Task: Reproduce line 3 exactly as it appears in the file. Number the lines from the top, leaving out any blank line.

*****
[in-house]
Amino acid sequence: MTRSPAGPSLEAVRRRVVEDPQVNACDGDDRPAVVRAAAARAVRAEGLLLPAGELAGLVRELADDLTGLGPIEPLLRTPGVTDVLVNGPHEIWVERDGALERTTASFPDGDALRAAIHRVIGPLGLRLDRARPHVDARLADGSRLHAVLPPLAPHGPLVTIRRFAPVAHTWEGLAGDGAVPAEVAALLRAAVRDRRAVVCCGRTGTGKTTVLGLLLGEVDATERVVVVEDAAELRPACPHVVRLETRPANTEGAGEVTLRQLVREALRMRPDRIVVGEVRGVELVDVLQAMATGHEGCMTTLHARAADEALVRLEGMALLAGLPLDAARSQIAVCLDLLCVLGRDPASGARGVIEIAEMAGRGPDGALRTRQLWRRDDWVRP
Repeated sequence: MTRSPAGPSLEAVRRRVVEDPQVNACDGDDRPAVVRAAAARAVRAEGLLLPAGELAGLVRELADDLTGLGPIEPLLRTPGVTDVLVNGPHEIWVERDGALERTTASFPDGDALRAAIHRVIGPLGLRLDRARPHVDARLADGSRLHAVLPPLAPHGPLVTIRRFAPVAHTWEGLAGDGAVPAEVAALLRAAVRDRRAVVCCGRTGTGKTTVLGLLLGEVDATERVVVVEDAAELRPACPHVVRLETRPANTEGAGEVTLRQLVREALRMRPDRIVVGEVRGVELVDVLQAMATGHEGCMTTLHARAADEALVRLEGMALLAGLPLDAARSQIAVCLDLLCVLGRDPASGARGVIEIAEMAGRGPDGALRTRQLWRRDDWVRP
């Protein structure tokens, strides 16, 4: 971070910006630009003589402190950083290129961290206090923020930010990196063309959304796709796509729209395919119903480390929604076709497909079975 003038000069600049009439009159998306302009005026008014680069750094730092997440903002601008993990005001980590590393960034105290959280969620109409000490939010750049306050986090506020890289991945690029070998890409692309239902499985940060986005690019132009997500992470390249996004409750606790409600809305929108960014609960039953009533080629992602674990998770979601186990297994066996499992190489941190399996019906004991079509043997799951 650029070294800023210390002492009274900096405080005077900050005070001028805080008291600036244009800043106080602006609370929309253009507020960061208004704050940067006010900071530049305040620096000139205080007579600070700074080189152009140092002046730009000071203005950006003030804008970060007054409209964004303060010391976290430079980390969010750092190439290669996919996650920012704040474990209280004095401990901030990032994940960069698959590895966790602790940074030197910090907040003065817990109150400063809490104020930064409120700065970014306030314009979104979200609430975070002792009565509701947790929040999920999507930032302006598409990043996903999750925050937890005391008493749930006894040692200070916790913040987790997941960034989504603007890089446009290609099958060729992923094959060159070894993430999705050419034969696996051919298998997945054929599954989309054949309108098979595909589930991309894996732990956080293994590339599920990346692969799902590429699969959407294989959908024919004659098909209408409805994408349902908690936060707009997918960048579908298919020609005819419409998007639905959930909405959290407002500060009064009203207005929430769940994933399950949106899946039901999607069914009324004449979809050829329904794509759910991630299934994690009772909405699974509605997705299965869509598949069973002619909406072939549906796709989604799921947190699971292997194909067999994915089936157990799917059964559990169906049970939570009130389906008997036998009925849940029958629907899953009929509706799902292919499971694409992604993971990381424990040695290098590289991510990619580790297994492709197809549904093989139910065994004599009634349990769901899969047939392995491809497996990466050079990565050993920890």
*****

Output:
Repeated sequence: MTRSPAGPSLEAVRRRVVEDPQVNACDGDDRPAVVRAAAARAVRAEGLLLPAGELAGLVRELADDLTGLGPIEPLLRTPGVTDVLVNGPHEIWVERDGALERTTASFPDGDALRAAIHRVIGPLGLRLDRARPHVDARLADGSRLHAVLPPLAPHGPLVTIRRFAPVAHTWEGLAGDGAVPAEVAALLRAAVRDRRAVVCCGRTGTGKTTVLGLLLGEVDATERVVVVEDAAELRPACPHVVRLETRPANTEGAGEVTLRQLVREALRMRPDRIVVGEVRGVELVDVLQAMATGHEGCMTTLHARAADEALVRLEGMALLAGLPLDAARSQIAVCLDLLCVLGRDPASGARGVIEIAEMAGRGPDGALRTRQLWRRDDWVRP